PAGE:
Jason Aaron has set himself a challenge. His Star Wars series is set in the period between A New Hope and The Empire Strikes Back, and is usually focused on Luke Skywalker’s quest to become a Jedi Knight. As part of this quest, though, Luke has discovered the Journal of Obi-Wan Kenobi; and so, whenever Aaron gets to a point where his characters should really be sat around in hyperspace for a while, he’s enjoying dipping into the Journal and telling a story set in the past.
This time he’s taken it all one step further; Obi-Wan Kenobi is recounting a tale of the Jedi Master Yoda. The continuity is a little awkward – after all, Luke can’t know anything about Yoda until he meets the Jedi Master in The Empire Strikes Back. Where that issue rose to the forefront of Star Wars #27, Aaron seems to be getting more comfortable with the challenge he’s set himself, and this issue is a lot more successful as a result.
As is often the case with Jason Aaron, everything rests upon the quality of the world he’s building – and Aaron is a very skilled world-builder indeed. His main plot features Yoda exploring a strange, unidentified world, one where the adults have disappeared and tribes of Force-sensitive children wage war on one another. On this planet, the Force is known as the Stonepower, and it doesn’t quite work the way Yoda is used to; that leads to a beautiful training montage, showcasing Yoda’s humility as well as his power.
Still, we’re getting to the halfway point for this arc, and Aaron knows it’s time to explain some of the mysteries. The issue features Yoda finally meeting the adults, learning a little of what has happened on this unnamed planet, and then successfully reaching the Heart of the Mountain. There, he makes a discovery that – although fairly predictable – is a fascinating twist on core Star Wars concepts. There are some vague thematic ties to the Kyber Crystals that played such a major role in Rogue One, but I’m not sure if those will be explored in this arc; whether that’s the case or not, fans are sure to enjoy discussing them!
I love Aaron’s use of Yoda here. He gets inside the character’s mind in such a fascinating way, hinting at a Messianic aspect to Yoda – a desire to save. Impressively, where other comics – and films – make this explicit, Aaron is comfortable with making gentle nods to the idea. He trusts his readers to get the imagery, and that’s something I truly appreciate. Meanwhile, he also capitalizes on the idea that Yoda is a teacher; there are moments where the Jedi Master’s compassion shines through, and his honest criticism of the parents is touching. This is truly the reaction that any teacher would have to such an abandonment.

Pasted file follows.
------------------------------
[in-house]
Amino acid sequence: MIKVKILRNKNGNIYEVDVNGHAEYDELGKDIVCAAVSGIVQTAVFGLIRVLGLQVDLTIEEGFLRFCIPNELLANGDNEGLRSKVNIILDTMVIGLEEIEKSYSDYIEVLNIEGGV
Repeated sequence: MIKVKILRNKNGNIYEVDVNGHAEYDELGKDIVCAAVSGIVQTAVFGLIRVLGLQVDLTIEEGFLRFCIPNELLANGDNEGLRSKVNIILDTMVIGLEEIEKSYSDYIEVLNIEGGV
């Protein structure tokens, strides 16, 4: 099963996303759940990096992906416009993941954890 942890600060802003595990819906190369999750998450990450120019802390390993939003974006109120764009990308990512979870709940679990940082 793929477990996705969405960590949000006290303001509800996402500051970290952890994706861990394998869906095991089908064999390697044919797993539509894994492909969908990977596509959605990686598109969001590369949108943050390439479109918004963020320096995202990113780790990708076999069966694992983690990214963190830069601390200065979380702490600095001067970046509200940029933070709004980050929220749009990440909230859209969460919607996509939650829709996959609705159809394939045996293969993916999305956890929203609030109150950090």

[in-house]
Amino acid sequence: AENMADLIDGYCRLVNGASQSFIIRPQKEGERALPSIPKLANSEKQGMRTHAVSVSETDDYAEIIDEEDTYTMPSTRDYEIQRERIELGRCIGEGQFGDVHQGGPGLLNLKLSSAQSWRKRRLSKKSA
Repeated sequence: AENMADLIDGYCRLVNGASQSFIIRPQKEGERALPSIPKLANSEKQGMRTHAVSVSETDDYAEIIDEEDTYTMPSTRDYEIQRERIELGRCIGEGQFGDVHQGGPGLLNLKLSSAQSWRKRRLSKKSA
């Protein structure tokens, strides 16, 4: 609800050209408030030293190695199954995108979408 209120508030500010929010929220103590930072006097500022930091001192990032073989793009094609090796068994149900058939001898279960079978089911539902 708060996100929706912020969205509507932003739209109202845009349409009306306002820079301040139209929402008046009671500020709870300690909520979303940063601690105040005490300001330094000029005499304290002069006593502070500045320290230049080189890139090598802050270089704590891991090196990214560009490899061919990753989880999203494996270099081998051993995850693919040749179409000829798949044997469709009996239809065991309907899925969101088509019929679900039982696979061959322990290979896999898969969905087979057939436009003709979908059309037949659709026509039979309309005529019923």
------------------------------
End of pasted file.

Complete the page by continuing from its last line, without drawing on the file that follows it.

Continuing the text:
Salvador Larroca’s art, meanwhile, is perfect, and he brings real depth and vitality to the Star Wars universe. But this is one comic that wouldn’t work without the colorist; Edgar Delgado’s use of shadow is particularly inspired, giving a strong sense of the despair Yoda is facing on this world. The quality of teamwork in the artistic team is truly impressive, and there are some real stand-out moments that seem positively eerie.
From a plotting viewpoint, one aspect that I really liked is the hint of a B-plot that resolves a question few readers will have thought to ask: Why is Obi-Wan Kenobi writing this adventure down anyway? It’s clear that Aaron’s tale is intended to spin through three different times – from Luke, the reader, to Obi-Wan, the writer, to Yoda, the subject. Although this hasn’t quite worked in previous issues, this is the best yet. I’m definitely intrigued.
All in all, Star Wars #28 is a reminder why the book is a bestseller. Jason Aaron is on fine form, demonstrating tremendous world-building skills and a deep appreciation of character, while the artistic team are firing on all cylinders.
Star Wars #28 is a marked improvement in balance over the previous issue, with Jason Aaron demonstrating his world-building skills and a strong artistic team.